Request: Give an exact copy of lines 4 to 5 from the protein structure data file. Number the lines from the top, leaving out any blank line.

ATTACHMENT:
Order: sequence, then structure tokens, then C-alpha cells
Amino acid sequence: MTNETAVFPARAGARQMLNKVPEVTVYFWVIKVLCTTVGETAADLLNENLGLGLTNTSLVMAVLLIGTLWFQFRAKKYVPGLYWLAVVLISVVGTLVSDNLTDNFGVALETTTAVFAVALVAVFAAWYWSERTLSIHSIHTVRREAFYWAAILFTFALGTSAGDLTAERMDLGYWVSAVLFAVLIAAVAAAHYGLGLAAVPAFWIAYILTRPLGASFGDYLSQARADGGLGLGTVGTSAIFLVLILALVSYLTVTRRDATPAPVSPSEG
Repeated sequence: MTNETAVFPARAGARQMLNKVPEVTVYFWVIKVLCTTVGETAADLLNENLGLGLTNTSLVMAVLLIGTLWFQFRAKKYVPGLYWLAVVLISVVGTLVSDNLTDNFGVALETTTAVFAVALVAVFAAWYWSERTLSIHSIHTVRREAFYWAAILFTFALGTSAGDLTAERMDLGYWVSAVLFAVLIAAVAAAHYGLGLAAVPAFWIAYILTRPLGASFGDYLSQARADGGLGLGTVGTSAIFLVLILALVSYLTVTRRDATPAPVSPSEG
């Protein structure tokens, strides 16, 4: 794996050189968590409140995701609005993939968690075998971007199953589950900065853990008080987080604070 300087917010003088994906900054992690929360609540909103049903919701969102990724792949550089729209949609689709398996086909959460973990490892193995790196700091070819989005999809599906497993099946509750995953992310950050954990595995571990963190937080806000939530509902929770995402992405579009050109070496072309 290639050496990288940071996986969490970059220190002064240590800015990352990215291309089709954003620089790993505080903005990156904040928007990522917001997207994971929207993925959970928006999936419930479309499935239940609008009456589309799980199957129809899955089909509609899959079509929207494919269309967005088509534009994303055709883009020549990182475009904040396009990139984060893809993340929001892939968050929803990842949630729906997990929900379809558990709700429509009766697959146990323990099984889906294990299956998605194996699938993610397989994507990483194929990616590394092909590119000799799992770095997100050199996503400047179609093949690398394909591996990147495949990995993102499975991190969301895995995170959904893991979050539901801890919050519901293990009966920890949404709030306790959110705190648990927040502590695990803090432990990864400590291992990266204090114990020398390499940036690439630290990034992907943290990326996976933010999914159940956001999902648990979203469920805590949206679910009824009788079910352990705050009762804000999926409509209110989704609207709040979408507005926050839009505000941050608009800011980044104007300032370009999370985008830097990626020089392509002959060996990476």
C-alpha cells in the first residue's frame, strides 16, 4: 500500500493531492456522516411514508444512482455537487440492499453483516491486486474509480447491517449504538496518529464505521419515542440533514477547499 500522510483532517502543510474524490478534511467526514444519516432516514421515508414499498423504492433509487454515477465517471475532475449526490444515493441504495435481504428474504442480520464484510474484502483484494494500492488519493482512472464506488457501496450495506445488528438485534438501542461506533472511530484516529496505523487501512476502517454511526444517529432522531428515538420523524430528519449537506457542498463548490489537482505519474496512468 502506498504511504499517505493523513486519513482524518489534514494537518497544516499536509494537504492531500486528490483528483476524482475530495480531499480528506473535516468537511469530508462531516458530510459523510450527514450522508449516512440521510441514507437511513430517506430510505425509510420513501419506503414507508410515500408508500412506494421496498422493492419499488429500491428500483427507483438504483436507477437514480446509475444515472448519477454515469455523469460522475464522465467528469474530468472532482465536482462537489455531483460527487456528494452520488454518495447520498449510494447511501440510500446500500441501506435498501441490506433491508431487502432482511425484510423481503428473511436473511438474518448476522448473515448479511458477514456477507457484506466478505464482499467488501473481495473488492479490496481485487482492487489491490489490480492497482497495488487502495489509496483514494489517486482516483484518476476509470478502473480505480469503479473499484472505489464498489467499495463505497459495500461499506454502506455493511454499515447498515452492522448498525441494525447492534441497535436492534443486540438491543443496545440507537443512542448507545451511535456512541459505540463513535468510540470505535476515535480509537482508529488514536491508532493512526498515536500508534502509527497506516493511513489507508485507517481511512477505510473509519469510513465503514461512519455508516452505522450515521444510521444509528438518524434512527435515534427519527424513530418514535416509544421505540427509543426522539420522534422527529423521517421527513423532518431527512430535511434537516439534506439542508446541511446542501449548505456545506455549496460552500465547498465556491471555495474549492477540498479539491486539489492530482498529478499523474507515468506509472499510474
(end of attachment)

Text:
């Protein structure tokens, strides 16, 4: 794996050189968590409140995701609005993939968690075998971007199953589950900065853990008080987080604070 300087917010003088994906900054992690929360609540909103049903919701969102990724792949550089729209949609689709398996086909959460973990490892193995790196700091070819989005999809599906497993099946509750995953992310950050954990595995571990963190937080806000939530509902929770995402992405579009050109070496072309 290639050496990288940071996986969490970059220190002064240590800015990352990215291309089709954003620089790993505080903005990156904040928007990522917001997207994971929207993925959970928006999936419930479309499935239940609008009456589309799980199957129809899955089909509609899959079509929207494919269309967005088509534009994303055709883009020549990182475009904040396009990139984060893809993340929001892939968050929803990842949630729906997990929900379809558990709700429509009766697959146990323990099984889906294990299956998605194996699938993610397989994507990483194929990616590394092909590119000799799992770095997100050199996503400047179609093949690398394909591996990147495949990995993102499975991190969301895995995170959904893991979050539901801890919050519901293990009966920890949404709030306790959110705190648990927040502590695990803090432990990864400590291992990266204090114990020398390499940036690439630290990034992907943290990326996976933010999914159940956001999902648990979203469920805590949206679910009824009788079910352990705050009762804000999926409509209110989704609207709040979408507005926050839009505000941050608009800011980044104007300032370009999370985008830097990626020089392509002959060996990476």
C-alpha cells in the first residue's frame, strides 16, 4: 500500500493531492456522516411514508444512482455537487440492499453483516491486486474509480447491517449504538496518529464505521419515542440533514477547499 500522510483532517502543510474524490478534511467526514444519516432516514421515508414499498423504492433509487454515477465517471475532475449526490444515493441504495435481504428474504442480520464484510474484502483484494494500492488519493482512472464506488457501496450495506445488528438485534438501542461506533472511530484516529496505523487501512476502517454511526444517529432522531428515538420523524430528519449537506457542498463548490489537482505519474496512468 502506498504511504499517505493523513486519513482524518489534514494537518497544516499536509494537504492531500486528490483528483476524482475530495480531499480528506473535516468537511469530508462531516458530510459523510450527514450522508449516512440521510441514507437511513430517506430510505425509510420513501419506503414507508410515500408508500412506494421496498422493492419499488429500491428500483427507483438504483436507477437514480446509475444515472448519477454515469455523469460522475464522465467528469474530468472532482465536482462537489455531483460527487456528494452520488454518495447520498449510494447511501440510500446500500441501506435498501441490506433491508431487502432482511425484510423481503428473511436473511438474518448476522448473515448479511458477514456477507457484506466478505464482499467488501473481495473488492479490496481485487482492487489491490489490480492497482497495488487502495489509496483514494489517486482516483484518476476509470478502473480505480469503479473499484472505489464498489467499495463505497459495500461499506454502506455493511454499515447498515452492522448498525441494525447492534441497535436492534443486540438491543443496545440507537443512542448507545451511535456512541459505540463513535468510540470505535476515535480509537482508529488514536491508532493512526498515536500508534502509527497506516493511513489507508485507517481511512477505510473509519469510513465503514461512519455508516452505522450515521444510521444509528438518524434512527435515534427519527424513530418514535416509544421505540427509543426522539420522534422527529423521517421527513423532518431527512430535511434537516439534506439542508446541511446542501449548505456545506455549496460552500465547498465556491471555495474549492477540498479539491486539489492530482498529478499523474507515468506509472499510474